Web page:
The word Zika is a big thing in Singapore. If you know if any friends, relatives or colleagues who are pregnant or trying for a baby, you better give them a nudge on this mosquito-borne virus that is potentially devastating for all pregnant women and their babies. It is time to be kaypoh and do your part to arm them with information and up-to-date advice on the Zika virus. Here are the key points that you and your loved ones need to know.
1. What is Zika?
According to Ministry Of Health Singapore (MOH), Zika virus infection is transmitted by the bite of an infected Aedes mosquito. Zika is generally a mild disease. It may cause a viral fever similar to dengue or chikungunya, with fever, skin rashes, body aches, and headache. Some infected with the Zika virus may not even develop symptoms.
2. Aedes Mosquito Operation Timing
These mosquitoes are aggressive daytime biters but that does not mean they cannot bite at night. They also have OTs during peak season. Protect your loved ones well and do the 5 steps mozzie wipe out to prevent breeding.
3. How Do I Know If I Have The Virus?
You may be infected with the virus if you suffer from the following symptoms:
- Mild fever
- Muscle pain
- Joint pains
- Conjunctivitis (a form of eye inflammation)
But most people infected with the Zika virus do not develop any symptoms. Even for those who do, the symptoms are often very mild. These signs usually develop within 3 to 12 days after the mosquito bite and last between 4 to 7 days. We advise folks who want to chao keng from work to refrain from faking the above symptoms.
3. Why Should Pregnant Women Be Concerned?
While it has not been proven that ladies are more likely to be infected by the Zika virus, pregnant women have more at stake as the virus infection can cause microcephaly in the unborn foetus. Microcephaly is a rare neurological condition in which an infant’s head is significantly smaller than the heads of other children of the same age and sex.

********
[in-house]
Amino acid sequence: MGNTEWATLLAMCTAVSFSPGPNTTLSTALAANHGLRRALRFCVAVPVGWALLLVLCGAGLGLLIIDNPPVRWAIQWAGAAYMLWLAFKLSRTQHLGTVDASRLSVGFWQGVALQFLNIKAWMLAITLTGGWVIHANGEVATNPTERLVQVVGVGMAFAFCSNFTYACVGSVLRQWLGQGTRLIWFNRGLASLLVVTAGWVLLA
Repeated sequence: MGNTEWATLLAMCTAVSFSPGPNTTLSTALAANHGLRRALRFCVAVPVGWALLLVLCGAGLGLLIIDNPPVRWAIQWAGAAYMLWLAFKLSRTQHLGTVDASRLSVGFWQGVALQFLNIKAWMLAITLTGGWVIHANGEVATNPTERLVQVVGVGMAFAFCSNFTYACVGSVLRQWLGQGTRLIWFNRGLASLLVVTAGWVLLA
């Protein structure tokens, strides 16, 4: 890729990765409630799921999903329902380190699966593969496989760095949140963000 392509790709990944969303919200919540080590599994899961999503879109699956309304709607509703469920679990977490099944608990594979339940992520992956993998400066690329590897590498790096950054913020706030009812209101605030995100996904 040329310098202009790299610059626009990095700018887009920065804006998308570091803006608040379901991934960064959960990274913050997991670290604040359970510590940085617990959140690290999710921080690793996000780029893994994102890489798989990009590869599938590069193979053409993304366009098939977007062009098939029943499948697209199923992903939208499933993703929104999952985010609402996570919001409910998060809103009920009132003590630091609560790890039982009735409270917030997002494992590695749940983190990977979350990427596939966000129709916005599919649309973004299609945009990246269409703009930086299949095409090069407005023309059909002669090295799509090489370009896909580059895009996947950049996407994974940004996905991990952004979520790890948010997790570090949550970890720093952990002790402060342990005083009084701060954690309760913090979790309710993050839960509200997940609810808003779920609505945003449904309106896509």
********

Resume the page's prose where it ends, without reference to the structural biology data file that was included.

Children with microcephaly often have developmental issues. There is generally no treatment for microcephaly but early intervention with supportive therapies, such as speech and occupational therapies, may help enhance your child’s development and improve their quality of life.
4. Zika Can Cure Or Not?
Sadly, there is no cure nor vaccine to prevent Zika infection for now. One can only relieve the symptoms by getting plenty of rest, drinking sufficient water and treating their pain with common medicines.
5. What Happens If I Am Zika-Positive?
If a pregnant woman is tested to be Zika-positive, she will be referred to a maternal foetal medicine specialist for consultation and regular ultrasounds may be recommended to monitor for signs of foetal development and abnormalities. If necessary, the mother-to-be will also be admitted to a public hospital for further management and care. As mentioned in the news, the general guidelines are for pregnant patients with Zika to go for checks every four weeks.
Take heart from the fact that being tested Zika-positive does not mean that your foetus is infected or harmed. New England Journal of Medicine study found that the risk of an infected mother giving birth to a child with microcephaly is between 1% to 13%.
6. How To Stay Safe From Zika?
Pregnant women should be very cautious when having sex with a partner who has just travelled to a region affected by Zika. You can either use condoms to reduce the risk of potential transmission or abstain entirely for the duration of the pregnancy.
If you are pregnant or trying for a baby, delay your travel to the Zika infected regions. If travel can’t be avoided, you should take every precaution to avoid mosquito bites which include:
- Wearing shirts with long sleeves and pants, rather than shorts
- Using bug spray with DEET, which is safe for pregnant women
- Treating clothes with permethrin, a type of insecticide
7. Build Your Own Zika Prevention Kit
8. Be Responsible, Go Get Tested!
All mothers-to-be in Singapore with symptoms of Zika and pregnant ladies with male partners who are Zika-positive are urged to go get tested for Zika virus infection even if they have not been to Zika-affected areas. Testing for pregnant women referred by their doctors and those who meet these above two criteria are free at the public healthcare institutions. But if you fit neither of the two criteria, testing is not routinely recommended as advised by the Ministry Of Health Singapore.
9. Do Your Part For The Community!
Do the 5-step Mozzie Wipeout to prevent the Aedes mosquito from breeding at home. Cooperate with the NEA, and allow its officers to inspect your premises for mosquito breeding and to spray insecticide to kill any mosquitoes. Protect yourself from mosquito bites by applying insect repellent regularly.
Stay safe and do your part to wipe out mosquitoes!